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FDIC Eases Requirements for Buyers of Failed Banks

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From the New York Times:
Facing a dearth of traditional bank buyers, the board of the Federal Deposit Insurance Corporation moved Wednesday to relax some of its proposed rules while still imposing tough standards on private equity firms seeking to acquire troubled financial institutions.

FDIC Chairman Sheila Bair described the new rules in this FDIC press release:
The Policy Statement strikes a thoughtful balance to attract non-traditional investors in insured depository institutions while maintaining the necessary safeguards to ensure that these investors approach banking in a way that is transparent, long term and prudent. Most importantly, the statement assures that acquired institutions will have adequate capital, that there will be stability in management, and there will be strong protections to ensure that lending decisions will be both objective and independent. It both protects the interests of taxpayers in a safe and sound banking system, and provides the guidance that investors need to evaluate investments in the deposit operations of failed institutions

With these changes perhaps we'll see more closures of troubled banks. There are a few troubled and sizable banks that have been in the headlines for some time and are still operating. The FDIC is probably in no rush to close these banks if it can't find buyers.

It's much more costly when the FDIC can't find a buyer. For example, the FDIC wasn't able to find a buyer for Community Bank of Nevada that was closed on August 14th. The bank had $1.38 billion in deposits, and the estimated cost to the Deposit Insurance Fund was $781.5 million. As a comparison, Guaranty Bank which failed last Friday and was taken over by BBVA Compass had over 8 times more deposits ($12 billion), but it was only about 4 times as costly ($3 billion).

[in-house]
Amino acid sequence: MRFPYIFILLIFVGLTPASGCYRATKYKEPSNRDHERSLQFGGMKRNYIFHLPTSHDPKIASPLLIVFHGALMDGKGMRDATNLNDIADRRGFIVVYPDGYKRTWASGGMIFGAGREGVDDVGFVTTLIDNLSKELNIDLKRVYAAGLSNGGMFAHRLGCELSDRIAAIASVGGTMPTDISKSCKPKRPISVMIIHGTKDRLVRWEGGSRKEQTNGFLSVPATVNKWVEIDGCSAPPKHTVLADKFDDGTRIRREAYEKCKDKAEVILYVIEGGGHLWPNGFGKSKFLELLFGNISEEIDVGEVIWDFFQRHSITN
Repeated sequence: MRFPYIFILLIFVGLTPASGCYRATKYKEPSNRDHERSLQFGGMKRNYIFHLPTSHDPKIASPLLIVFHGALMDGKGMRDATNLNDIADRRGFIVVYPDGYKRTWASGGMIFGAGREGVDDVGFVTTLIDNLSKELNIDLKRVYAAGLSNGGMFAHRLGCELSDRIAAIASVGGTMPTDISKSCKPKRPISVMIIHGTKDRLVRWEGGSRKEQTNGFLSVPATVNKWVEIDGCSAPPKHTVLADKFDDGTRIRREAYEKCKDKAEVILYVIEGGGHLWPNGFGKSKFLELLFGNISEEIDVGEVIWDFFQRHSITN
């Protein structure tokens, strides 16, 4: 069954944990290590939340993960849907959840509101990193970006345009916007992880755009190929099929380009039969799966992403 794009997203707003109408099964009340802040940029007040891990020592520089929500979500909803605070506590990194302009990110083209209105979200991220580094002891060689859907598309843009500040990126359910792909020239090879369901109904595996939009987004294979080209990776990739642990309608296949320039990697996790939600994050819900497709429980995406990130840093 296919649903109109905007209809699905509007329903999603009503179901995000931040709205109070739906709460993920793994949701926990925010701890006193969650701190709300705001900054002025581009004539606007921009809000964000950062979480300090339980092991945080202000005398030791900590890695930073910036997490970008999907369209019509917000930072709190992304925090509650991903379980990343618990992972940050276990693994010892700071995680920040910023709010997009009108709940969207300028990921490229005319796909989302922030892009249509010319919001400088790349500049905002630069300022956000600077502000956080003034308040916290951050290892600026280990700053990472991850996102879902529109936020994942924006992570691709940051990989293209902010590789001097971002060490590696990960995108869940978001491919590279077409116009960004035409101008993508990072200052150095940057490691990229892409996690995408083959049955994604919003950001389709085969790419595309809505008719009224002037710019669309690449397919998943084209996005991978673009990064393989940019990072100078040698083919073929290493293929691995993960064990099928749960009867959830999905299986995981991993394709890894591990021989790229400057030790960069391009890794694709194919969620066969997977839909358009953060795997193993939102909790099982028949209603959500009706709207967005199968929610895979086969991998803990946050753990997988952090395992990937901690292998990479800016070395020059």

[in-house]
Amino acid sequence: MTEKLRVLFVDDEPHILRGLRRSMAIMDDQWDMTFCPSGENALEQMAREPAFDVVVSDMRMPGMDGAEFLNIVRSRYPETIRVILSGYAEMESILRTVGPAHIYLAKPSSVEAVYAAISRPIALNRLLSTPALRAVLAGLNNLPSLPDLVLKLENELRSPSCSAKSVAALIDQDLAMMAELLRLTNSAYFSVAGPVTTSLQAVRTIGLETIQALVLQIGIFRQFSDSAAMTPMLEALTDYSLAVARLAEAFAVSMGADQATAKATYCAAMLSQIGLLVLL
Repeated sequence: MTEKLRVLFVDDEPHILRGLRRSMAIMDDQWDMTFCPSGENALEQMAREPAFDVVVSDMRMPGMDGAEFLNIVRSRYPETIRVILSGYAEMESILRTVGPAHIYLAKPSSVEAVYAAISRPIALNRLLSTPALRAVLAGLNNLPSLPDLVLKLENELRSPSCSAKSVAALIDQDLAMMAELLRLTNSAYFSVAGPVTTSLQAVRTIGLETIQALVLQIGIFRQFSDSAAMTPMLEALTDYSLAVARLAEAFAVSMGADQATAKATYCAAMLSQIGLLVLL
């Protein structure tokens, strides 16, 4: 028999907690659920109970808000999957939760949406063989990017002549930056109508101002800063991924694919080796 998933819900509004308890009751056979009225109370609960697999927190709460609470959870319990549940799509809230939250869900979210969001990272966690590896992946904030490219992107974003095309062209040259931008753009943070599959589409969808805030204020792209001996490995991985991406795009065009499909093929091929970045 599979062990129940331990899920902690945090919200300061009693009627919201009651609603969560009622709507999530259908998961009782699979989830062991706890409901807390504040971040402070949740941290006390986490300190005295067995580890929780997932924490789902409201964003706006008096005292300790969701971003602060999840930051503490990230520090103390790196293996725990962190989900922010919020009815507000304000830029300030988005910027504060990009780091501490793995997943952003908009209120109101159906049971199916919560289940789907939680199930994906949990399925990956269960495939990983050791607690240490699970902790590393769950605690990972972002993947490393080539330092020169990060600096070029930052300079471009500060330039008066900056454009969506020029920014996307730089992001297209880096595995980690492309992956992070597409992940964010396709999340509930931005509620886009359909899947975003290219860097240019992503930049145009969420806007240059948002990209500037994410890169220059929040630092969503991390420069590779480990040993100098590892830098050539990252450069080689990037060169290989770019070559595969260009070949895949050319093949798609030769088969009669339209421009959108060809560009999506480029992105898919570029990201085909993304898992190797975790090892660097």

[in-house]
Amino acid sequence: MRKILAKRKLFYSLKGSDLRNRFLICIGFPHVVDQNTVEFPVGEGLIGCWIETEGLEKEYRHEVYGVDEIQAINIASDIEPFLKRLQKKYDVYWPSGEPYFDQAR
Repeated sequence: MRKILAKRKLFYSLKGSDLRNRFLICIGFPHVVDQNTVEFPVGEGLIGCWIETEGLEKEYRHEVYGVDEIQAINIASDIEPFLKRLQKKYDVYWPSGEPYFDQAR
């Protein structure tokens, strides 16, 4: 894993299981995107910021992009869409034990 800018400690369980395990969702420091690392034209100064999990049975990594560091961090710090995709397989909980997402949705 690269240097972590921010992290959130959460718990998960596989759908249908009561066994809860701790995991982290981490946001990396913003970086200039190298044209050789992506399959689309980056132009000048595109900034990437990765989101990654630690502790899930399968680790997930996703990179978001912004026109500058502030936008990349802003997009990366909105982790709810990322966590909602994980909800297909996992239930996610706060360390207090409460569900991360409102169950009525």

FDIC's 2nd Quarter Report

On the topic of the Deposit Insurance Fund, the FDIC should be releasing its 2nd quarter briefing tomorrow that provides the state of the DIF along with the new number of banks on the problem list. In the first quarter report released last May, the DIF balance fell to $13 billion and the number of problem banks grew to 305. There have been a lot of bank failures in the second quarter including BankUnited's failure which cost the DIF an estimated $4.9 billion.

Update 8/27/09: The FDIC just issued this press release on its 2nd quarter report. I'll post more on this later today.

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Comments
5 comments.
Comment #1 by Anonymous posted on
Anonymous
What's the over/under on DIF for tomorrow's report, zero? I think it all comes down to how well they estimated the losses. If the actual losses are about 2x the estimates, then they could be below zero in spite of any "one-time" fees.

Fun chart here.

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Comment #2 by Anonymous posted on
Anonymous
The FDIC is estimated it will need $70 billion to cover bank failures through 2013 — about 5X recent cash holdings of $13 billion. Through March 2009, the FDIC recorded over $19 billion in losses. The most recent failure is Texas Guaranty Bank, at a cost to the agency’s insurance fund of $3 billion dollars.